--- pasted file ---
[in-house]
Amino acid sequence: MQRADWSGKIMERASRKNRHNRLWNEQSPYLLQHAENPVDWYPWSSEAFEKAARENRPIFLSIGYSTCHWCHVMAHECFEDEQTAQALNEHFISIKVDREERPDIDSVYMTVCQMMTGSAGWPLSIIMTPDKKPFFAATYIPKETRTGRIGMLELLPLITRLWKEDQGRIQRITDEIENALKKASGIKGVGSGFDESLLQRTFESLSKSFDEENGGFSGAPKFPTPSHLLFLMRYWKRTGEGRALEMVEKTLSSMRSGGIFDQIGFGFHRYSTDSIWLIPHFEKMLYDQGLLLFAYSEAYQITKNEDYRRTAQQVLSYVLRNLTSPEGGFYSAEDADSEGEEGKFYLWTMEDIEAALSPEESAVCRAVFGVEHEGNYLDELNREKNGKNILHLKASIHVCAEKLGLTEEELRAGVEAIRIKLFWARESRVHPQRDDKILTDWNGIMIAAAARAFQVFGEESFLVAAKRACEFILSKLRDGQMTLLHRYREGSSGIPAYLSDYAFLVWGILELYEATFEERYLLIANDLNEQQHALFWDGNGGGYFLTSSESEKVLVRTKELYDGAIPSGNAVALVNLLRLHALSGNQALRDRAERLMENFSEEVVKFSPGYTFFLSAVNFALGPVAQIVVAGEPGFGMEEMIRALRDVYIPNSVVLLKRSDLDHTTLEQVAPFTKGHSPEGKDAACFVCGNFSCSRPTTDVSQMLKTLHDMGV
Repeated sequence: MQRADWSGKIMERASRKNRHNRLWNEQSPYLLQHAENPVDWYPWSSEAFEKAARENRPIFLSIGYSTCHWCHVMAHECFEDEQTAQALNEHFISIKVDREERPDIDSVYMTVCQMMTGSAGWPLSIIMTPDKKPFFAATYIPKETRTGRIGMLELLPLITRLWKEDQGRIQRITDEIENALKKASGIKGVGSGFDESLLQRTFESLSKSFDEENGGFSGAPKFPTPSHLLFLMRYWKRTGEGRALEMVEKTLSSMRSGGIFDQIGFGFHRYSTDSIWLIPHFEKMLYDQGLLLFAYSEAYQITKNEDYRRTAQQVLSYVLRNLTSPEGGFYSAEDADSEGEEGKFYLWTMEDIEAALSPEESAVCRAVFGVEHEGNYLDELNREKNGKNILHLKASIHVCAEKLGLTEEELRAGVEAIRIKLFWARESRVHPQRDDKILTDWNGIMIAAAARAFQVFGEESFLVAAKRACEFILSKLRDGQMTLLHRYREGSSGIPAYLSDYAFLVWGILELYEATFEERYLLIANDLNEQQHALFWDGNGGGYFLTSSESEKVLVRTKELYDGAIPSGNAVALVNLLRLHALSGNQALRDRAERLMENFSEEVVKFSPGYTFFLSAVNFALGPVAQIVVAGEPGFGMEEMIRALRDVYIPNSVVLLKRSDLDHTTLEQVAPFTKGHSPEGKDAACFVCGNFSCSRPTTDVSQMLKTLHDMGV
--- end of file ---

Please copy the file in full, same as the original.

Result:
[in-house]
Amino acid sequence: MQRADWSGKIMERASRKNRHNRLWNEQSPYLLQHAENPVDWYPWSSEAFEKAARENRPIFLSIGYSTCHWCHVMAHECFEDEQTAQALNEHFISIKVDREERPDIDSVYMTVCQMMTGSAGWPLSIIMTPDKKPFFAATYIPKETRTGRIGMLELLPLITRLWKEDQGRIQRITDEIENALKKASGIKGVGSGFDESLLQRTFESLSKSFDEENGGFSGAPKFPTPSHLLFLMRYWKRTGEGRALEMVEKTLSSMRSGGIFDQIGFGFHRYSTDSIWLIPHFEKMLYDQGLLLFAYSEAYQITKNEDYRRTAQQVLSYVLRNLTSPEGGFYSAEDADSEGEEGKFYLWTMEDIEAALSPEESAVCRAVFGVEHEGNYLDELNREKNGKNILHLKASIHVCAEKLGLTEEELRAGVEAIRIKLFWARESRVHPQRDDKILTDWNGIMIAAAARAFQVFGEESFLVAAKRACEFILSKLRDGQMTLLHRYREGSSGIPAYLSDYAFLVWGILELYEATFEERYLLIANDLNEQQHALFWDGNGGGYFLTSSESEKVLVRTKELYDGAIPSGNAVALVNLLRLHALSGNQALRDRAERLMENFSEEVVKFSPGYTFFLSAVNFALGPVAQIVVAGEPGFGMEEMIRALRDVYIPNSVVLLKRSDLDHTTLEQVAPFTKGHSPEGKDAACFVCGNFSCSRPTTDVSQMLKTLHDMGV
Repeated sequence: MQRADWSGKIMERASRKNRHNRLWNEQSPYLLQHAENPVDWYPWSSEAFEKAARENRPIFLSIGYSTCHWCHVMAHECFEDEQTAQALNEHFISIKVDREERPDIDSVYMTVCQMMTGSAGWPLSIIMTPDKKPFFAATYIPKETRTGRIGMLELLPLITRLWKEDQGRIQRITDEIENALKKASGIKGVGSGFDESLLQRTFESLSKSFDEENGGFSGAPKFPTPSHLLFLMRYWKRTGEGRALEMVEKTLSSMRSGGIFDQIGFGFHRYSTDSIWLIPHFEKMLYDQGLLLFAYSEAYQITKNEDYRRTAQQVLSYVLRNLTSPEGGFYSAEDADSEGEEGKFYLWTMEDIEAALSPEESAVCRAVFGVEHEGNYLDELNREKNGKNILHLKASIHVCAEKLGLTEEELRAGVEAIRIKLFWARESRVHPQRDDKILTDWNGIMIAAAARAFQVFGEESFLVAAKRACEFILSKLRDGQMTLLHRYREGSSGIPAYLSDYAFLVWGILELYEATFEERYLLIANDLNEQQHALFWDGNGGGYFLTSSESEKVLVRTKELYDGAIPSGNAVALVNLLRLHALSGNQALRDRAERLMENFSEEVVKFSPGYTFFLSAVNFALGPVAQIVVAGEPGFGMEEMIRALRDVYIPNSVVLLKRSDLDHTTLEQVAPFTKGHSPEGKDAACFVCGNFSCSRPTTDVSQMLKTLHDMGV